Sunday, April 15, 2007

Paul P

Bad news this week: it turns out that my hiking companion Paul P, who was due to accompany me on this May's Glen Shiel hiking expedition, has gone and broken his leg whilst skiing in France. And it's not just any break, it's a full-measure 'bone popping out' triple-break 'classical spiral fracture', complete with an internal metal pin and 40 staples sewing up the surgery opening. Nice one Paul. As this happened only last week, Paul thinks the start of May is a bit tight. I offered to change it to the end of May, but he was being a bit girly and declined (o;

Get well soon Paul and I'll see you on the hills before you know it.

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The Drumochter Hills: Sgairneach Mhór (155) and Beinn Udlamain (119)

Walk date: 14/04/07
My Munro #'s: 104 and 105

Pronunciations - translations - heights:
Skaarnyatchvore - big stony hillside - 991m
Byn ootlaman - gloomy mountain - 1011m

Duration - 12:00 - 16:00
Distance - 14.6km
Weather - warm. Blue sky with fragmented cloud but with strong haze developing through day. Light winds becoming cooling on Sgairneach Mhór. Remaining snow in hollows.
Team - solo

A nice route with a change in plan on the return leg:

After another fun drive in fine weather, I parked up in the thin lay-by at the top of the Drumochter pass and assessed the days targets; Sgairneach Mhór with its impressive snow clad cliffs and the hidden mound of Beinn Udlamain. A quick cautious crossing of the railway tracks and a jumping of a fence or two gets you onto a fast wide track leading up the glen. This is followed as far as your judgement calls - my route was to take on Sgairneach Mhór first, and to take on its eastern flank ignoring the unnamed mound at 758m further east - but no obvious path revealed itself, so I left the track where I saw some thin trails leading off from a river crossing. However, these trails soon disappeared, and left me freestyling it up rough heather slopes, dodging newts and frogs jumping out of my way, as shocked to see me as I was to see them! Half of the heather at the lower levels had been burnt away, leaving an intense tar-like smell, which in the afternoon heat made me imagine I was walking through some post-apocalyptic landscape, a tragic survivor to mankind's end! You get the picture, it was bleak.
Sgairneach Mhór (L) and Beinn Udlamain (centre):
Allt Coire Dhomhain, would be very tricky if any higher:
Some of that apocalyptic landscape for you:

Fortunately, my line towards Sgairneach Mhór hit upon an actual path that must have started further up-river, and quick progress was then made onto the summit plain and a path that skirted its dramatic cliff-faced northern edge, complete with unstable snow cladding. A quick lunch at the same shelter-cairn and I returned to the edge (completely hidden at the summit) to take a few dozen more photos!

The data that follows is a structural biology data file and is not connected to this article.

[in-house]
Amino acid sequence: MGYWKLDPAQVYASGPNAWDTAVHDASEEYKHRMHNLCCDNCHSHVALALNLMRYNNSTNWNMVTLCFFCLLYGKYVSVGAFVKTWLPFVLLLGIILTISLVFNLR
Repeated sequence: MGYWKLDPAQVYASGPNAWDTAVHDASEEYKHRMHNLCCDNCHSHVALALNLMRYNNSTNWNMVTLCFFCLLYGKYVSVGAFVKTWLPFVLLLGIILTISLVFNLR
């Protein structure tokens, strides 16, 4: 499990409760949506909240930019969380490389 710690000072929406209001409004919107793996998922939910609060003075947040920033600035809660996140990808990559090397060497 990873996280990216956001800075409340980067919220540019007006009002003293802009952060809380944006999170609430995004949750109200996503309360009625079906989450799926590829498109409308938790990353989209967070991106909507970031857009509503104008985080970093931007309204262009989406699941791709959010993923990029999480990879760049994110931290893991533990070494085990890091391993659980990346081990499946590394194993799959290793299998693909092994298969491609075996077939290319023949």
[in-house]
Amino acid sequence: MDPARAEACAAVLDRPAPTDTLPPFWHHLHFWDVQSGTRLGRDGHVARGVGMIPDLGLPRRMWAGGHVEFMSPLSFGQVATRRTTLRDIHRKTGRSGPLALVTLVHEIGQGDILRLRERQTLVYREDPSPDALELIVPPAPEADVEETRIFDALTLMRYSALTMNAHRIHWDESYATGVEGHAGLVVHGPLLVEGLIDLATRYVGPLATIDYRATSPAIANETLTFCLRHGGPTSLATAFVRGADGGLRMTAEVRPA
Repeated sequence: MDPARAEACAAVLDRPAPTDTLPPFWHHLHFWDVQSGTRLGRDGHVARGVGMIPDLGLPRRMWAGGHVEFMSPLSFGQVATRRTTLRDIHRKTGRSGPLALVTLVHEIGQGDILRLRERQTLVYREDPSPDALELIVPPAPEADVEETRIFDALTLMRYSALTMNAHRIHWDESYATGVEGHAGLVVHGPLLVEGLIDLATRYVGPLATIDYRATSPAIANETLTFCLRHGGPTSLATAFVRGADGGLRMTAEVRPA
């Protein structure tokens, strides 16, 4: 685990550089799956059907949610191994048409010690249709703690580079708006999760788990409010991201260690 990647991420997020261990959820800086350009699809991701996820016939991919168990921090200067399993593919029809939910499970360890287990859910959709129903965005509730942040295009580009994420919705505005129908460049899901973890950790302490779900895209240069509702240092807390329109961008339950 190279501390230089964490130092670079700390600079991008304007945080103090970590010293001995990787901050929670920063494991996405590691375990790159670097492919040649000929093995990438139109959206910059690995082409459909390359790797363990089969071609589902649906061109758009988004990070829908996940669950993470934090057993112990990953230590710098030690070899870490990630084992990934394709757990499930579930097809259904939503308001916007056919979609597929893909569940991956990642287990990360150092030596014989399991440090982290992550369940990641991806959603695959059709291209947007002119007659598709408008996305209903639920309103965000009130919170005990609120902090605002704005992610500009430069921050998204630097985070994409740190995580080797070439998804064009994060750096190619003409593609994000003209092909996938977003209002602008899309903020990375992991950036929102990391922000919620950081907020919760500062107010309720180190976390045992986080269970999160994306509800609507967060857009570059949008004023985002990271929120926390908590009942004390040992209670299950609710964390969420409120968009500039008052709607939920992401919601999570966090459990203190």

Snowballs anyone? Snow-cladding on Sgairneach Mhór:
Coire Creagach with an impressive snow-cover stream:
More cladding; where sane people fear to tread:

From there I returned to the route, heading for the low bealach between my tops, and then a good rocky path up the wide back of Beinn Udlamain. A long series of metal fence posts that apparently mark the Perthshire-Inverness-shire boundary take you straight to the impressively big cairn at the summit, complete with three separate shelter-divisions. Here I had a good sit down and food-stop, with my supplies luxuriously laid out around me. Just before I left this peak, two runners came up from the northern side, cheerfully greeting me and not looking all that tired at all, gits! There are the mad, and then there are the mad...
Despite the haze, some fine views to Ben Alder:
Sgairneach Mhór from the summit of Beinn Udlamain:

Heading north made it obvious just how close A' Mharconaich and Geal Charn were, and made me wonder whether I should have done those hills in combination with these two after all for maximum Munro efficiency, but the day I did those was particularly snowy, and the heather slopes of Sgairneach Mhór would have been seriously knackering; no point crying over spilled Munros...
Geal Charn (L) and A' Mharconaich (R):

Having viewed the eastern slopes off Beinn Udlamain earlier on, I had changed my planned descent to this route, but initially I started down the gully of an obvious stream. This turned out to be too uneven so I moved back onto the heather slopes, which worked out great as I found an obvious path that I couldn't help but run down all the way back onto the wide track in the glen. Once down and refreshed, a quick stomp back to the car was all that was required. A good day out.

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Sunday, April 08, 2007

The Drumochter Hills: A' Bhuidheanach Bheag (240) and Carn na Caim (232)

Walk date: 07/04/07
My Munro #'s: 102 and 103

Pronunciations - translations - heights:
A vooanach vek - the little yellow place - 936m
Caarn a kym - cairn of the curve - 941m

Duration - 11:45-15:30
Distance - 15.8km
Weather - warm. Blue sky with fragmented cloud. Light winds at height but pleasant throughout. Some remaining snow in hollows.
Team - solo

An extra point for spotting lovely Dalwhinnie:

Big and broad, today's targets basking in the sun:

The hiker from the black lagoon, avoid at all costs:

With fine weather forecast and the Easter break stretched out, it was time to visit the Drumochter hills again and take in some of the peaks that foul weather denied to Sonia and I when we last visited the area. This time, the poor girl was PhDing it back in The 'Deen, so I did the decent thing and left her to it!
After a great drive over, I proudly started stomping up the obvious and fast quarry path in my selection of recently obtained brand new gear; Sonia-gifted walking trousers, a new rucksack accompanied by a lovely set of water-proof inner bags, and a spiffing Theakston's Old Peculier T-shirt to finish it all off!
Within an hour I was up to height and began the 3km route over to A' Bhuidheanach Bheag. Although the path remained 'obvious', I did briefly lose it as I walked over the top of A' Bhuidheanach! From the return route it is obvious that the wide track goes more around this mound than not up it. However, with hills as flat as this, there is no real correct way so just generally follow your line and you'll soon be there.